Georgia's black elected officials are focused on redistricting at their annual meeting in Savannah.
The caucus is hoping to hold onto vulnerable seats.
South Georgia is expected to come under pressure when a special legislative session meets in August to re-draw political lines.
That's because the last Census showed the region in some parts didn't grow as fast as Metro Atlanta and in other parts actually shrank population.
Atlanta Democrat Tyrone Brooks says, he hopes majority Republicans won't target black lawmakers as they divide South Georgia districts.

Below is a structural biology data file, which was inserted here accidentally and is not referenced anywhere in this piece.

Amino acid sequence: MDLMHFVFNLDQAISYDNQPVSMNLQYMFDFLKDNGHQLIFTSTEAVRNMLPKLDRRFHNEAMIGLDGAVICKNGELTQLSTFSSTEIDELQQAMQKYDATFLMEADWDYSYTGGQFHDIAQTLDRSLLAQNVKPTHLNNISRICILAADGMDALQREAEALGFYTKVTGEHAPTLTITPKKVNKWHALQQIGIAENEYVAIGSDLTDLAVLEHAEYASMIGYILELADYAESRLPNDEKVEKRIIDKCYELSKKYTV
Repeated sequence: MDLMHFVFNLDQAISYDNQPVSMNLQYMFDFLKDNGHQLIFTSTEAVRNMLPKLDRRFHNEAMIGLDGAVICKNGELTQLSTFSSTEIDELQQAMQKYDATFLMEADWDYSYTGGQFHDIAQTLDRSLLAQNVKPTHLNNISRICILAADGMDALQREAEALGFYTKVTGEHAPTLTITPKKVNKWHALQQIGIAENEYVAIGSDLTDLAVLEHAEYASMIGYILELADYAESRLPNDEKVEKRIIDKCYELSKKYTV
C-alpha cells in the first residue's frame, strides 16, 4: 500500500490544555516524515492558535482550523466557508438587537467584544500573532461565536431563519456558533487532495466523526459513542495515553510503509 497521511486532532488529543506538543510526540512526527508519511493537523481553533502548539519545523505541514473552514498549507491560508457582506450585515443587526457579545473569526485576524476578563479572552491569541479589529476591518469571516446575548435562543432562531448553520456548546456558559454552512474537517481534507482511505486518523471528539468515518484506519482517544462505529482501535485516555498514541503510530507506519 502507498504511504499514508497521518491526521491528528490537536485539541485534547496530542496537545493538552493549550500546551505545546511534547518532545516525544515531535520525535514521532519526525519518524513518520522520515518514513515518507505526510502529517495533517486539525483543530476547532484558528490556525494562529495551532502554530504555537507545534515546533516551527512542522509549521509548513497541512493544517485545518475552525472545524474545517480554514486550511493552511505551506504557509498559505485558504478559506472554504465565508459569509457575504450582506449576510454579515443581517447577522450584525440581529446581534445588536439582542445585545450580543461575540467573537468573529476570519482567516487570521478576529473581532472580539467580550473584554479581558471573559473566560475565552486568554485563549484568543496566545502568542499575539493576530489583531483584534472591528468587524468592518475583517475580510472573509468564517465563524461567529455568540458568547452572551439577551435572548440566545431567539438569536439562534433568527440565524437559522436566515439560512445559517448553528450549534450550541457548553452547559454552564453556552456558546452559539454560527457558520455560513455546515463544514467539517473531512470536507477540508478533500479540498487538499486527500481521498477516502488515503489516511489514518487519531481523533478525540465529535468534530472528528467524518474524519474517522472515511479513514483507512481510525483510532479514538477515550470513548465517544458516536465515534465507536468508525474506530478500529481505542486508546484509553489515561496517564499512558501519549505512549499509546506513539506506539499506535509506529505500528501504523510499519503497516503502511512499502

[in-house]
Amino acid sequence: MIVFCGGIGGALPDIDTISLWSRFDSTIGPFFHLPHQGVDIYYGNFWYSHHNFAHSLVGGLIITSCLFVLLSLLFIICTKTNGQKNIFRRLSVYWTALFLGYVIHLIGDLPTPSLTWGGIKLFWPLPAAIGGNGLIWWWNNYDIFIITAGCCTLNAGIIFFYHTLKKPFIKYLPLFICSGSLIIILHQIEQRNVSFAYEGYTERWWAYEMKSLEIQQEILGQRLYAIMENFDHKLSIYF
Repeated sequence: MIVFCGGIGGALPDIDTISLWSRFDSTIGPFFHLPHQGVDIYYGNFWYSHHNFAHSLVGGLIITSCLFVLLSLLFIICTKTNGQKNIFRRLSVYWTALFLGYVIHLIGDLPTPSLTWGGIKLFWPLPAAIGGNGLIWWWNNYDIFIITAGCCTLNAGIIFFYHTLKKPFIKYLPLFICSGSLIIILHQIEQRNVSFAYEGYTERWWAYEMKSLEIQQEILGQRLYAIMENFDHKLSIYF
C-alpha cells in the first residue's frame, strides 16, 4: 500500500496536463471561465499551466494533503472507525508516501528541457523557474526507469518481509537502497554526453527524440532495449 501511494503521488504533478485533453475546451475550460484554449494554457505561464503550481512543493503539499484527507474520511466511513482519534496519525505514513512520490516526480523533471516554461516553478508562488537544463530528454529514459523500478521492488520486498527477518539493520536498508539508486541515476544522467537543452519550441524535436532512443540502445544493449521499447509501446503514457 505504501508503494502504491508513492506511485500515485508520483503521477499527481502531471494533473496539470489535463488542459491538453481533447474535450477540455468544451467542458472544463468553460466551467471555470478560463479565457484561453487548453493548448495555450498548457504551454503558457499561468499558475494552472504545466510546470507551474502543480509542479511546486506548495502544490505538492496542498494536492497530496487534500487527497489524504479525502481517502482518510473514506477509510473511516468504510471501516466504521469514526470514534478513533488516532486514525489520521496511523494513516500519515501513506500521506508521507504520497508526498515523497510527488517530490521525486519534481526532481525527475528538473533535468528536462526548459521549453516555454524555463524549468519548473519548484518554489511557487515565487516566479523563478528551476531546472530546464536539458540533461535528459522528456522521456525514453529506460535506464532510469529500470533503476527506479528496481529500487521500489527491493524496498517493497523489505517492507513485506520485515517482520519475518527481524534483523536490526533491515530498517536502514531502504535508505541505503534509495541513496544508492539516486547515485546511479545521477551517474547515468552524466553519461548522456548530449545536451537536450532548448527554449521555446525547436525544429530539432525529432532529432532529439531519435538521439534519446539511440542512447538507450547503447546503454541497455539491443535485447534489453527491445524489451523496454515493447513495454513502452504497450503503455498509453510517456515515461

"We hope and pray that Democrats and Republicans can agree that there will be no loss of representation on the minority side," Brooks says. "We understand the politics of redistricting and we understand it clearly. We just hope that in the fallout, the African-American lawmakers who are in power today will not be so drastically affected that they will be drawn out of their district or merged into the same district."
Brooks says, potential losses to minority representation in the south could be offset by gains in Metro Atlanta.
The weekend meeting of the Georgia Association of Black Elected Officials also plans to honor former Atlanta Mayor and UN ambassador Andrew Young.